Elsewhere, in Sonoma —
Health Officials Report First Zika Virus Case In Sonoma County
A Sonoma County resident contracted the Zika virus after being bit by mosquitoes while on a recent trip to Central America, county health officials said Thursday, announcing the first confirmed Zika virus case in the county. (Espinoza, 4/29)
Politico looks at how an expected rise in health premiums coming out shortly before the November election could bring the health law back into the political debate. Also, Morning Consult examines House Speaker Paul Ryan's plan for high-risk pools.
Obamacare's November Surprise
The last thing Democrats want to contend with just a week before the 2016 presidential election is an outcry over double-digit insurance hikes as millions of Americans begin signing up for Obamacare. But that looks increasingly likely as health plans socked by Obamacare losses look to regain their financial footing by raising rates. ... In some ways, the turmoil is not surprising: Under the health law, plans are unable to choose who to insure, or how much to charge them based on their medical history. ... The timing, though, is bad news for Democrats. Proposed rate hikes are just starting to dribble out, setting up a battle over health insurance costs in a tumultuous presidential election year that will decide the fate of Obamacare. (Demko, 5/2)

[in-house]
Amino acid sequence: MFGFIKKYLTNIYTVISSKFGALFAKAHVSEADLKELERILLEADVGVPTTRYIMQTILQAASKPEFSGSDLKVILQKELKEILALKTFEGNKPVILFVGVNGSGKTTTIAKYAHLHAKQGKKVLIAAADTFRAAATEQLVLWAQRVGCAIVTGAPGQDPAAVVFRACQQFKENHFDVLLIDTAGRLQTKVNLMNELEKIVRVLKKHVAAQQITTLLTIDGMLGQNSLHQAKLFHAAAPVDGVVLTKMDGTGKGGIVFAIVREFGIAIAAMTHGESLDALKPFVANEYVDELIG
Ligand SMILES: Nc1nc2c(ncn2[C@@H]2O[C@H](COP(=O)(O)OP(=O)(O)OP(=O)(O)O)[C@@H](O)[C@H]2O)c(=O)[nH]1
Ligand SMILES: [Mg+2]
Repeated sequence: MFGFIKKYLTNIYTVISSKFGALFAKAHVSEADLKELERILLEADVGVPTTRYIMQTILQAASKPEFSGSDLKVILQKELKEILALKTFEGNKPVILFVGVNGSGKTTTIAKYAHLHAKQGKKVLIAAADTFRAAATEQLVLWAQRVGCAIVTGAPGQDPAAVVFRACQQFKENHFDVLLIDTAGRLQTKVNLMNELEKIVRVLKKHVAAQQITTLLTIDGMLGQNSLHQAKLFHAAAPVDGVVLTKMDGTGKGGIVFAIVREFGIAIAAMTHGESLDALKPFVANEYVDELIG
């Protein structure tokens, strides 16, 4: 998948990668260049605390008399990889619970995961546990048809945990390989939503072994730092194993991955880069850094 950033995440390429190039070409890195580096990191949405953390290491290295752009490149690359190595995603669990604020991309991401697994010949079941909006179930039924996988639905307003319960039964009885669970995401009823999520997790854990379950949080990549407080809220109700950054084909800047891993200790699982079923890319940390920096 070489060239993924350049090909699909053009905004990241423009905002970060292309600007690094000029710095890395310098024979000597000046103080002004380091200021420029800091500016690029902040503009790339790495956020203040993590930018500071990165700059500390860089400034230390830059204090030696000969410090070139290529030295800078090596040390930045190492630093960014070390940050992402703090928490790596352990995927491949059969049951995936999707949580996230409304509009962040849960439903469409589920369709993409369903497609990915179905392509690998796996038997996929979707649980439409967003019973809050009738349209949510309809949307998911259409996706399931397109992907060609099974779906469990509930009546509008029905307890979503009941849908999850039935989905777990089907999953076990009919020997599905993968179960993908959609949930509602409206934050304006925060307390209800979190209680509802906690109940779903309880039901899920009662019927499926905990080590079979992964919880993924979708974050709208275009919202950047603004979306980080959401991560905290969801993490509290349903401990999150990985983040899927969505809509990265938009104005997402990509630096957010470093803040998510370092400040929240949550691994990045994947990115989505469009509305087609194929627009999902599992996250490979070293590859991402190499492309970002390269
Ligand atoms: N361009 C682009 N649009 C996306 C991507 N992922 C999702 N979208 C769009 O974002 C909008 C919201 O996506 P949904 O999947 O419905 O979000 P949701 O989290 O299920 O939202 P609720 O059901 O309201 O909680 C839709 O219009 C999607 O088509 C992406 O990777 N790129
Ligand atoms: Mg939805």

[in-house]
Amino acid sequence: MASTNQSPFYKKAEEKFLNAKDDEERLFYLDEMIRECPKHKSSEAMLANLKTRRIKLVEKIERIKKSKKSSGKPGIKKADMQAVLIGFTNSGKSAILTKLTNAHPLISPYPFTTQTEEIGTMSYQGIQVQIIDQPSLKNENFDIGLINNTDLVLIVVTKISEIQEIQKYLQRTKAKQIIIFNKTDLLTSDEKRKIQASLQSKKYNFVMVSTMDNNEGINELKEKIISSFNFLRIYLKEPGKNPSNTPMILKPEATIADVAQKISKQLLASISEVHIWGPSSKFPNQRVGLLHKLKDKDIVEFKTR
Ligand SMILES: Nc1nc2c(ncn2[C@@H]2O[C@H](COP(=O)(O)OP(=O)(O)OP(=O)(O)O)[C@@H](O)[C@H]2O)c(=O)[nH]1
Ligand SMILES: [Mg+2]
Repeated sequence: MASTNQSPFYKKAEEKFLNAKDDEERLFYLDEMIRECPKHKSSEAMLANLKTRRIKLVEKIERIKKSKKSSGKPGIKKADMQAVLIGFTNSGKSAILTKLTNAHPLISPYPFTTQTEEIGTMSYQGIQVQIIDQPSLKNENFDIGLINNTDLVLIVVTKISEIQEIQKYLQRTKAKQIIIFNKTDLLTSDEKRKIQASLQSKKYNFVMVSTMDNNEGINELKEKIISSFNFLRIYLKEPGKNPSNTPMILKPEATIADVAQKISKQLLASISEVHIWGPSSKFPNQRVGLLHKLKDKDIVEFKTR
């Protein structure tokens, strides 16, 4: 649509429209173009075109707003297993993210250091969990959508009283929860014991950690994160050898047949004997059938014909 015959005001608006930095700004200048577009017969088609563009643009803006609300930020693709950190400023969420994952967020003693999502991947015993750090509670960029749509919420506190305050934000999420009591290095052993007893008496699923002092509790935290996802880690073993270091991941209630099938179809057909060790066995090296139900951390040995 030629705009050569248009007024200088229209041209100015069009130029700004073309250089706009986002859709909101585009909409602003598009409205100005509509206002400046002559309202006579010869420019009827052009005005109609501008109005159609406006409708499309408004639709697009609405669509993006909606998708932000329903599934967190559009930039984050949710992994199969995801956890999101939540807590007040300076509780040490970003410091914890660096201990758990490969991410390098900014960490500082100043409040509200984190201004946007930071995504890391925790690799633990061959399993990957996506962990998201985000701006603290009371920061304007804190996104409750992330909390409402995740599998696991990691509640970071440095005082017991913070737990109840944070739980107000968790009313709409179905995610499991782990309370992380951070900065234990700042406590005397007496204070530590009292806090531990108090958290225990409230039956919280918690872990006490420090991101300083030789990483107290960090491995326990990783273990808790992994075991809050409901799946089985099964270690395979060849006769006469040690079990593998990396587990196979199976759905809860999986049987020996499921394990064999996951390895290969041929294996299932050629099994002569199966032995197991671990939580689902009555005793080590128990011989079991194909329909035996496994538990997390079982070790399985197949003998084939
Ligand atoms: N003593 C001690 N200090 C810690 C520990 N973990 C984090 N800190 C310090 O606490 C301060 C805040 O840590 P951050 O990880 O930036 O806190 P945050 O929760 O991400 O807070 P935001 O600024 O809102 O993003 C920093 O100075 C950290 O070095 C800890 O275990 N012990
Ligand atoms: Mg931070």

Ryan’s Risk Pools Hit On Obamacare Criticism
House Speaker Paul Ryan’s recent proposal to shift sick people to their own health insurance could place a sizable financial burden on the government, but it also gets at a question that Obamacare supporters are contemplating: How to keep the cost of covering sick people from significantly increasing the cost of insurance for the healthy. Ryan’s plan, which he floated to a student audience at Georgetown University last week, would separate people with preexisting conditions from the regularly insured market. His remarks offer a glimpse into one way Republicans would “repeal and replace Obamacare” under a Republican administration. (Owens, 5/2)